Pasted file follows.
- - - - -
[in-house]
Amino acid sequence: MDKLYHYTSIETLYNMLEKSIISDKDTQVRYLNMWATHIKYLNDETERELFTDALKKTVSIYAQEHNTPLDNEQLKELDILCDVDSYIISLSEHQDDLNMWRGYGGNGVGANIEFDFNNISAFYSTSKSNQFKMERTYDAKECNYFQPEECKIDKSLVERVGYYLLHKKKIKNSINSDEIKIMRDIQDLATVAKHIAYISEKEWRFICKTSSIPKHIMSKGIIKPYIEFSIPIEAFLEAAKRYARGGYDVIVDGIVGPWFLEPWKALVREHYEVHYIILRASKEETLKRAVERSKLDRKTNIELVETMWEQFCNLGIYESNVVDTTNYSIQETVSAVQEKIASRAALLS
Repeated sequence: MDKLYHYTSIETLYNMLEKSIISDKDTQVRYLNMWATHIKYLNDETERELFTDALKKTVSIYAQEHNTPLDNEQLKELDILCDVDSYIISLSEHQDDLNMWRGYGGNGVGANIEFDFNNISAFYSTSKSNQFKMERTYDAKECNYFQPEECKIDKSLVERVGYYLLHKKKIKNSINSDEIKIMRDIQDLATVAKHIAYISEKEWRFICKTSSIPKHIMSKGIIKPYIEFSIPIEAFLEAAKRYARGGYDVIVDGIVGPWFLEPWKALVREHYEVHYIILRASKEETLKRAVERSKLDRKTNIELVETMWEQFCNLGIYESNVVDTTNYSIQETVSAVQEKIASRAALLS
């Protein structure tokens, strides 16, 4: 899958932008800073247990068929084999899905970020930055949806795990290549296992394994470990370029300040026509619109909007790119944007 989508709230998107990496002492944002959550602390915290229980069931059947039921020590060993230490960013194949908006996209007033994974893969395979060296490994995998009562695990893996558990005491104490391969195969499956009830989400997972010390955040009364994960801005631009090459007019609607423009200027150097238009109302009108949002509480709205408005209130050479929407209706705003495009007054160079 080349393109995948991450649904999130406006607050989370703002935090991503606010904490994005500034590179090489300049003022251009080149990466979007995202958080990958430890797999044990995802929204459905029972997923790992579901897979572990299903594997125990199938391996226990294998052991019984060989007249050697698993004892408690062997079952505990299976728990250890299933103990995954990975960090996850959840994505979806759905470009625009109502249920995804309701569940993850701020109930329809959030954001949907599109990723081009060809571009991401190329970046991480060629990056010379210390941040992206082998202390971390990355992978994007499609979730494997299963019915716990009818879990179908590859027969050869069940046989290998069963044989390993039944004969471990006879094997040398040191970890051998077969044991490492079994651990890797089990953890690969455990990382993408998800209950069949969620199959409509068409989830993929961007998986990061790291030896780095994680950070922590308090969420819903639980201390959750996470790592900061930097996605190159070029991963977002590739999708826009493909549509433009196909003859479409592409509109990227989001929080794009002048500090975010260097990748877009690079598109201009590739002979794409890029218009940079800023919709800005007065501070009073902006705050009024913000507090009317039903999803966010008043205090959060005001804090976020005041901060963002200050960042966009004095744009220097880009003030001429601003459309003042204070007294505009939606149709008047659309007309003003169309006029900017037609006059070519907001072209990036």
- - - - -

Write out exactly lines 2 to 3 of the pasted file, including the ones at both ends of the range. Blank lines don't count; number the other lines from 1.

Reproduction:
Amino acid sequence: MDKLYHYTSIETLYNMLEKSIISDKDTQVRYLNMWATHIKYLNDETERELFTDALKKTVSIYAQEHNTPLDNEQLKELDILCDVDSYIISLSEHQDDLNMWRGYGGNGVGANIEFDFNNISAFYSTSKSNQFKMERTYDAKECNYFQPEECKIDKSLVERVGYYLLHKKKIKNSINSDEIKIMRDIQDLATVAKHIAYISEKEWRFICKTSSIPKHIMSKGIIKPYIEFSIPIEAFLEAAKRYARGGYDVIVDGIVGPWFLEPWKALVREHYEVHYIILRASKEETLKRAVERSKLDRKTNIELVETMWEQFCNLGIYESNVVDTTNYSIQETVSAVQEKIASRAALLS
Repeated sequence: MDKLYHYTSIETLYNMLEKSIISDKDTQVRYLNMWATHIKYLNDETERELFTDALKKTVSIYAQEHNTPLDNEQLKELDILCDVDSYIISLSEHQDDLNMWRGYGGNGVGANIEFDFNNISAFYSTSKSNQFKMERTYDAKECNYFQPEECKIDKSLVERVGYYLLHKKKIKNSINSDEIKIMRDIQDLATVAKHIAYISEKEWRFICKTSSIPKHIMSKGIIKPYIEFSIPIEAFLEAAKRYARGGYDVIVDGIVGPWFLEPWKALVREHYEVHYIILRASKEETLKRAVERSKLDRKTNIELVETMWEQFCNLGIYESNVVDTTNYSIQETVSAVQEKIASRAALLS